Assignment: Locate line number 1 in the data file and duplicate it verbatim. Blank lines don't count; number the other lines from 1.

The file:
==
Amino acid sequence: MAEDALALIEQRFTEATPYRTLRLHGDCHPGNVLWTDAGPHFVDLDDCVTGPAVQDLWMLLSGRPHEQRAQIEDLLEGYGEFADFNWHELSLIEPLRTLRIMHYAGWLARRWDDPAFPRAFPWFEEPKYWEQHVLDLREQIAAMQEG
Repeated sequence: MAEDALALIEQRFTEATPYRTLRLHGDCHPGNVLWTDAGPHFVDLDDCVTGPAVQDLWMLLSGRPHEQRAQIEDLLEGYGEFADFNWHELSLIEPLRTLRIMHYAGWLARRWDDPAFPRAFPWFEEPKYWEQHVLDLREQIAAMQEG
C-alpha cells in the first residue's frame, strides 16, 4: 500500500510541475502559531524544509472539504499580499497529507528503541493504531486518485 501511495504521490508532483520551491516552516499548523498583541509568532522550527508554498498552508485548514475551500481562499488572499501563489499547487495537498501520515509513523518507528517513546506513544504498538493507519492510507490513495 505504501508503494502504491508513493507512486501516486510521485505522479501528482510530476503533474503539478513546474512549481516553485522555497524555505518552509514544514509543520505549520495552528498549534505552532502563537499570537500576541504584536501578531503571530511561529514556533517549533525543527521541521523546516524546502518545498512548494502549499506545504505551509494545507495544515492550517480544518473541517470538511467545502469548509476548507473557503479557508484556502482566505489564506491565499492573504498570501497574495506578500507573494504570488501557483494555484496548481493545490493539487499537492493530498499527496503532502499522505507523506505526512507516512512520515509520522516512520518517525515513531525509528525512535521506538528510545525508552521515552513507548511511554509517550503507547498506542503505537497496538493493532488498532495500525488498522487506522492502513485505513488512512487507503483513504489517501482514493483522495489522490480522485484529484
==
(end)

Amino acid sequence: MAEDALALIEQRFTEATPYRTLRLHGDCHPGNVLWTDAGPHFVDLDDCVTGPAVQDLWMLLSGRPHEQRAQIEDLLEGYGEFADFNWHELSLIEPLRTLRIMHYAGWLARRWDDPAFPRAFPWFEEPKYWEQHVLDLREQIAAMQEG